Greg Zeng, Australian Capital Territory.

  11. I formated a new HD two partitions C: and D: (Parted Magic). WinXP installed on the partition C: and now I install Win 7 in partition D:. How will stay the MBR? I can achieve with Dual Boot automatically, installing Win 7?

    Thank You very much.

    1. If you install WinXP first, follow by Win 7, the MBR will auto correct by itself. After the installation, you should see the black screen for you to select “Older version of windows” or “Windows 7” in the bootup screen. You can follow the this article for the full documentation:

  12. I have been trying to get a dual boot functioning correctly for a short time but am haveing some problems. I have followed your guide as well as a few others, but still cannot get the results I want. Here is the setup:

    computer has 4 hd; 320gb ide, 2x120gb SATA, 750gb SATA.
    Vista 64 installed on the first 120gb SATA
    WinXP installed on the second 120gb SATA in 20gb partition
    Win 7 Beta installed on the 320gb ide drive

    Vista installed first, then I installed XP but I had disconnected the vista drive before installing XP. I have now reinstalled XP to the same drive as before but I left the Vista drive connected. I have to change the boot drive in the bios to the XP drive to allow booting to it. The boot loader has XP and Vista listed but not Win 7. If I change the bios to boot to the Vista drive I can choose either Vista or Win 7. I have run EasyBCD in both XP and Vista and in the Settings window I get three entries, but the boot manager only lists two entries to choose from when when booting, depending on which drive is set as the boot drive in the bios. Any suggestions for fixing this problem?

    1. Hey there

      not sure if this will help but this is how i did it, i have 2 hdds, a 250 and a 320 in my system and am runninge windows xp/vista and windows 7.

      What i did was install xp first on the 250 with a partion of 100g and then ran the vista cd from with in xp and clicked clean install, it asked me what drive i wanted it on so i clicked the second partion, once that was done i ran windows 7 from with in vista and did the same thing clicked on clean install and clicked the 320g hdd.

      Now when i boot i have all 3 listed on the boot loader screen.

      I did a dual boot of xp and vista on another system and used EasyBCD and it took me 2 days to get it to work but that is ok for me i like to learn that kinda stuff, you can use EasyBCD or try to do a install starting with xp and then just load the cd’s from with in the os’s and click clean install, that should get you all 3 on and going :)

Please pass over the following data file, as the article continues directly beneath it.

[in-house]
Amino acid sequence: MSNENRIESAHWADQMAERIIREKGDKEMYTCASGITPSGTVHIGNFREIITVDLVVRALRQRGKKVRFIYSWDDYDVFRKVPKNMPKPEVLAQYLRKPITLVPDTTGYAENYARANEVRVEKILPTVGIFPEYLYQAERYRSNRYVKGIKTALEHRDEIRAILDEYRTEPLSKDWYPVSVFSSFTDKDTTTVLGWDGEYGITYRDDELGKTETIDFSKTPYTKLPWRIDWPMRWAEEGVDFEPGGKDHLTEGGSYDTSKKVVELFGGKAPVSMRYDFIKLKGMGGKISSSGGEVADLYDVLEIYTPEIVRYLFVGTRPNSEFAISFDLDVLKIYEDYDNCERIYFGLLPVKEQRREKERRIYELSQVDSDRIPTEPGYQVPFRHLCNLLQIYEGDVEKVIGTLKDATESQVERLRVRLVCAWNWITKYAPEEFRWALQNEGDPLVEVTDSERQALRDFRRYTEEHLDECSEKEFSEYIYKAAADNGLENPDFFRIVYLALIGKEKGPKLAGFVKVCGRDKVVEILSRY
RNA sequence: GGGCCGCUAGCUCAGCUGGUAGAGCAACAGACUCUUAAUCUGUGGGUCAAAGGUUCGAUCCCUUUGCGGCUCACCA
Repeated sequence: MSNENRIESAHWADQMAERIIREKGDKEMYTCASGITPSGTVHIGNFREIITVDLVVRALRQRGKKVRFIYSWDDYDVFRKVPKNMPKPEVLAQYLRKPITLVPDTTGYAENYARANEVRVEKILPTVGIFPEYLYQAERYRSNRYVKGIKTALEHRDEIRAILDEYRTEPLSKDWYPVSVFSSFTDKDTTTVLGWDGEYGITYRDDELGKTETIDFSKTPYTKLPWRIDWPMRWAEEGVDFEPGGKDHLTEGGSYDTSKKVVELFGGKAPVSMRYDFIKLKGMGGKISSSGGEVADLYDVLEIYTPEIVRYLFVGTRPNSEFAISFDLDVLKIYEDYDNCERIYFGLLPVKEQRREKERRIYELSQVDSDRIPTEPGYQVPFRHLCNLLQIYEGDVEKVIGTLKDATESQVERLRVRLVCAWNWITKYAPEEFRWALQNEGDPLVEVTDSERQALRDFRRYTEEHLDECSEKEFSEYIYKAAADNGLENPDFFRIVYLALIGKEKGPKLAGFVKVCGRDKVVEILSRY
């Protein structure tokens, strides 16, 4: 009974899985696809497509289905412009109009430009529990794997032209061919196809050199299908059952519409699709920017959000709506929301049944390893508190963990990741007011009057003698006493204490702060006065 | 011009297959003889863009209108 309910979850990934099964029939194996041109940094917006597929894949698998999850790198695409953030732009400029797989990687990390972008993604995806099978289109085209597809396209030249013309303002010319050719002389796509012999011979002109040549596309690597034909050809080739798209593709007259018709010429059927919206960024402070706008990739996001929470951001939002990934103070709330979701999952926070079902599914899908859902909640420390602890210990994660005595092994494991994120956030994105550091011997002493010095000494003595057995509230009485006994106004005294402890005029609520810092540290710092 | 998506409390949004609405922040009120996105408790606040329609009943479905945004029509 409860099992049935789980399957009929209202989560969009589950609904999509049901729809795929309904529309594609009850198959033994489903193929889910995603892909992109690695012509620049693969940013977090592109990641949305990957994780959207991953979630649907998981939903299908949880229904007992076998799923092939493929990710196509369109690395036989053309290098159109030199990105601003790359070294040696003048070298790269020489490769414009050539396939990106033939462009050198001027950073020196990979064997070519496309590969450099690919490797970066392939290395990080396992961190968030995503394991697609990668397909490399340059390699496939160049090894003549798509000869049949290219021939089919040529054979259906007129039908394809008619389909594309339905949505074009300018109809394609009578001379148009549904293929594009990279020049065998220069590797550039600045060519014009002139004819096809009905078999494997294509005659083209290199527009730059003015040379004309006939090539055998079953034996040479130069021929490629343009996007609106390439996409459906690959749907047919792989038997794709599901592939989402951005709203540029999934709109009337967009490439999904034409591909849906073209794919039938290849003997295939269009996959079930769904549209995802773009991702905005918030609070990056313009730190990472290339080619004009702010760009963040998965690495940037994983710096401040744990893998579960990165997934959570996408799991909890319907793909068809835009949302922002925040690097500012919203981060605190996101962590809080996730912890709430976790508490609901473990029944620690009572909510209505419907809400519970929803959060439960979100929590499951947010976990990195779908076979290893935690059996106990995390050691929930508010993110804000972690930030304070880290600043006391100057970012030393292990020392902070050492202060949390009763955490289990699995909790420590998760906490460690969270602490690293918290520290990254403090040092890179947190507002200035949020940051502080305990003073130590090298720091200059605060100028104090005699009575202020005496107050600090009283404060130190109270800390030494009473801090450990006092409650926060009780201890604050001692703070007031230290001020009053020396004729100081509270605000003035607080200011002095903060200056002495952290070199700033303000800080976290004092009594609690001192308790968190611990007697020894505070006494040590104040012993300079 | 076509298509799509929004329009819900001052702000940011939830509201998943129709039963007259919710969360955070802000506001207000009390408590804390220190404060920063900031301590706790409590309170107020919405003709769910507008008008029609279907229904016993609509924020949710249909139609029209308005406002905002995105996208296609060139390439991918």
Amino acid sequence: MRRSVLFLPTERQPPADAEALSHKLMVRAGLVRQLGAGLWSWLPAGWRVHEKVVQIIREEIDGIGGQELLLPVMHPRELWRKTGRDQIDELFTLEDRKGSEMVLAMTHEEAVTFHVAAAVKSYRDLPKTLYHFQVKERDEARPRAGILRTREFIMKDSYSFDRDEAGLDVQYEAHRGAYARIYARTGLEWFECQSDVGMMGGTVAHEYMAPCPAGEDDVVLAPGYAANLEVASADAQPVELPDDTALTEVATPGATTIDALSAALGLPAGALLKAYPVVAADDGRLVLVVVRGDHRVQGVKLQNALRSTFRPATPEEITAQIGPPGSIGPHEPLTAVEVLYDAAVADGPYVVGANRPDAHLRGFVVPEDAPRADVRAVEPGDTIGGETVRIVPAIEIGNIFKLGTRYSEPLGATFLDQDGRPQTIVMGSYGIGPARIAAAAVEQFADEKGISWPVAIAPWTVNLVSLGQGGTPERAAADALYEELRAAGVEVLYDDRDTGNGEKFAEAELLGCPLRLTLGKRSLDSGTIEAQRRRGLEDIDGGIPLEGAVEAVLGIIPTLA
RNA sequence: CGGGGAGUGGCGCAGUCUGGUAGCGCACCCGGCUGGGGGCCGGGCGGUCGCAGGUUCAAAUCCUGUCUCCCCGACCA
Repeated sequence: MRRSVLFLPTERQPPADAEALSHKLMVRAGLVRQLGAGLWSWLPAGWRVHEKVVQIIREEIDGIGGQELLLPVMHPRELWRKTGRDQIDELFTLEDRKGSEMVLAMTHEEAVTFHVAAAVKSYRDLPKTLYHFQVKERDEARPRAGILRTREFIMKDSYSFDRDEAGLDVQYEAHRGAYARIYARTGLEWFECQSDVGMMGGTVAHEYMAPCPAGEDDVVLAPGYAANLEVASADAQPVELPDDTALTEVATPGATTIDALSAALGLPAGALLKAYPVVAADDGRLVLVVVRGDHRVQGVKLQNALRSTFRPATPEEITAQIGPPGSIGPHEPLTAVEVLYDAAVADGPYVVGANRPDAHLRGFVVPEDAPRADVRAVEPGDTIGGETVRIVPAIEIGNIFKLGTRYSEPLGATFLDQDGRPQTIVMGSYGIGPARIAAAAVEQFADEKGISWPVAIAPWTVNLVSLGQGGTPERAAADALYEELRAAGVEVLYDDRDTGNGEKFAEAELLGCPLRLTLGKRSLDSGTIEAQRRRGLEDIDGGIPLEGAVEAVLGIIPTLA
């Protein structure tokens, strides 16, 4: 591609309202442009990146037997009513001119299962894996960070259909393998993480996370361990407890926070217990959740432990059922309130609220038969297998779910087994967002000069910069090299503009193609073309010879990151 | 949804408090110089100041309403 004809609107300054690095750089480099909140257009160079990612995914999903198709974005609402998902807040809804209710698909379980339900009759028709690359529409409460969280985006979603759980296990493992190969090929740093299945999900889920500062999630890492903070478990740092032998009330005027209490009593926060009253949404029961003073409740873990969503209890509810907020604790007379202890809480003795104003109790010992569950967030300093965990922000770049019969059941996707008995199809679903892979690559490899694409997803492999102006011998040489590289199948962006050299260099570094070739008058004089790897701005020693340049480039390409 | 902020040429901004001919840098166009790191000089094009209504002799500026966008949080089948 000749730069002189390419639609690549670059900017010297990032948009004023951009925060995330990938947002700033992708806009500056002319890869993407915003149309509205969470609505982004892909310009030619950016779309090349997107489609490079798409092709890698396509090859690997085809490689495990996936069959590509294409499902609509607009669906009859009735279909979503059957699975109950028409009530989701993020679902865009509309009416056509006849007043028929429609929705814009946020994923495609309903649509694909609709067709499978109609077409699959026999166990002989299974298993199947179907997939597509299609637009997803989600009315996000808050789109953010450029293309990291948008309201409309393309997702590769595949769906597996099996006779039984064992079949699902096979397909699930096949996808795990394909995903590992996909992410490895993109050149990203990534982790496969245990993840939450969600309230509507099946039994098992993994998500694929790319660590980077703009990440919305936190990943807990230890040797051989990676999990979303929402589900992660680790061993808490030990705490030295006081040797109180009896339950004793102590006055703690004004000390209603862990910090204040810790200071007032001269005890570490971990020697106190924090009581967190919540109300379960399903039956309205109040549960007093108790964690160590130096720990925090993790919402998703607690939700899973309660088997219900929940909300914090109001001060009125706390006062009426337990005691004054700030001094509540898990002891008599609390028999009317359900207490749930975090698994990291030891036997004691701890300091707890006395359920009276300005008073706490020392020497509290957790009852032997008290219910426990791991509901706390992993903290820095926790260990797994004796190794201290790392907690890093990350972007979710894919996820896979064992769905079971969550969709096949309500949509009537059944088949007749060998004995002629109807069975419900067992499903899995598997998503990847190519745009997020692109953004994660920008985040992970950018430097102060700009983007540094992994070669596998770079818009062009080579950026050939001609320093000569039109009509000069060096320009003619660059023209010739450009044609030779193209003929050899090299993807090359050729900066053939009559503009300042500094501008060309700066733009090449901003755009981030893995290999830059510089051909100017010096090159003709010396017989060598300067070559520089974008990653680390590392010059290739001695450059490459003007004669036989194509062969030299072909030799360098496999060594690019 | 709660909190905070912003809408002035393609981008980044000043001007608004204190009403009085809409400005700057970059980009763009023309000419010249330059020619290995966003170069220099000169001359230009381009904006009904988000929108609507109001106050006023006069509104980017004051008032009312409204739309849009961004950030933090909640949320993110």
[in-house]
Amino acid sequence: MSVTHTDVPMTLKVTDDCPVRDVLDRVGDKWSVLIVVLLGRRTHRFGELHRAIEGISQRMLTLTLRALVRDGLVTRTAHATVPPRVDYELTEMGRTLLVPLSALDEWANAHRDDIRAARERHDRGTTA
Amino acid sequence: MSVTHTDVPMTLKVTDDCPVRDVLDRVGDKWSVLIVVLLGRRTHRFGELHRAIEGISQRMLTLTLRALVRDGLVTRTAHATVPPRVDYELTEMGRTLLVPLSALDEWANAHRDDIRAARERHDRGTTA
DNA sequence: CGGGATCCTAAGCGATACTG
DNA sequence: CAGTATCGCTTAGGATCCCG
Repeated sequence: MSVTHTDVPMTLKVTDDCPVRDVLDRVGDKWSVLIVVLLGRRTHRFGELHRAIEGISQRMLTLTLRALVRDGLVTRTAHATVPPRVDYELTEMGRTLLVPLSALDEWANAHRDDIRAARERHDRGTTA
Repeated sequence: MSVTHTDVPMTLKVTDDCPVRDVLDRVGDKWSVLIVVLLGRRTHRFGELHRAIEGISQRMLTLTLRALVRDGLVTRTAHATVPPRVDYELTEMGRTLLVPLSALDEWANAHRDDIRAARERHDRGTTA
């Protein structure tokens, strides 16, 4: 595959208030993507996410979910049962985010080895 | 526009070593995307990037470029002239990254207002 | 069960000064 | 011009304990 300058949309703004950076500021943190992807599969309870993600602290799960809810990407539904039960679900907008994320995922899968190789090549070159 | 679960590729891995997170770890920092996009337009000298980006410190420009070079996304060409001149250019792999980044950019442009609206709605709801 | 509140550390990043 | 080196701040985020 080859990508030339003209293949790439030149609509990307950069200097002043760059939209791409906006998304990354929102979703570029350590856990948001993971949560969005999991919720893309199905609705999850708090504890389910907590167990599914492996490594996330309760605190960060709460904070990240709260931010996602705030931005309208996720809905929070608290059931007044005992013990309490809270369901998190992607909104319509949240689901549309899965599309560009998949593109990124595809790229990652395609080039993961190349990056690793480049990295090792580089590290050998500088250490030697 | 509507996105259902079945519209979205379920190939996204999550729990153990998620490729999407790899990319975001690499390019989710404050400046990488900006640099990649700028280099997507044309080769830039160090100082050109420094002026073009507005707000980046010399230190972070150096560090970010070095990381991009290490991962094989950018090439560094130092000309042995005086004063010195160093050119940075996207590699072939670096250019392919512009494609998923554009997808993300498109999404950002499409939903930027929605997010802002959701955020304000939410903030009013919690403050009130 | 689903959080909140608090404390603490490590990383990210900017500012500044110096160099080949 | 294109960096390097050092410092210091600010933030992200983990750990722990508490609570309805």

Hop this helps

  13. I have a dual boot with XP and VISTA Business each on their own drives. When I boot to XP, XP is listed as drive C and VISTA is listed as drive D. When I boot to VISTA, VISTA is now listed as drive C and XP is listed as drive D. Is there a way to keep them the same?

    XP was loaded first on this box.


    1. For your current setup, it is not possible to keep the drive letters the same. However, if you do a reinstallation, Vista first follow by XP, then the drive letter will be maintained, in both Vista and XP.

      1. That all depends on the cd he has, if its the full vista then he can do that… If its the upgrade then he can’t, at least i couldn’t with my upgrade vista cd.

        What i tryed was to install vista as a clean install on a clean hdd but it wouln’t let me do that unless i had a o.s. on that drive then it would do a upgrade to that O.S. or do a clean install.

        So i just installed XP first then install vista and i named the drives i.e. xp was on drive c with out vist install so i named that drive XP, then added the second drive and install vista to it and named it vista so that way no matter what O.S. i was in i would know what drive i was on.

  14. hi Damien,

    Well from the comments it seems your instructions are correct but i have a problem, i don’t have my Vista CD that is needed in one of your steps. Is there anyway i can do to still do this dual boot?

  15. Yeah, I didn’t receive a Vista DVD with my computer purchase. I think it’s installed and if I need to do a system restore, the files are installed on the computer.

  16. well check and see if in your all program list if there is a system restore cd maker for your system… I know HP does that i bought 2 3.0GHZ systems that had Vista installed on the drive and i got a popup every 5 days to make a restore cd for those systems.

    I forget whats its call but if your system is a HP the look for some thing like HP Control Center and in that or some thing like it will be a option to make a restore cd.

    Once you have that you should be good to go with dual boot and if you mess up you have the restore cd’s

  17. No it doesn’t. I’ve checked everywhere on my computer and it doesn’t have a restore cd maker.

  18. I have a question. I just installed vista ultimate on my system running xp sp3. i did not make a separate partition. i had my two 500g hard drives in raid 0. before i did the install my computer said that my hard drive was about half full. i unraided my drives. not i can only boot in vista and all my files are gone! it shows disk c and disk d. it says i have 20 gig used on disk c and disk d is not formatted. HOW CAN I RESTORE XP, OR AT LEAST RECOVER THE IMPORTANT FOLDERS ON MY HARD DRIVE. I HAVE 100GIG OF VERY IMPORTANT FOLDERS AND AUDIO FILES.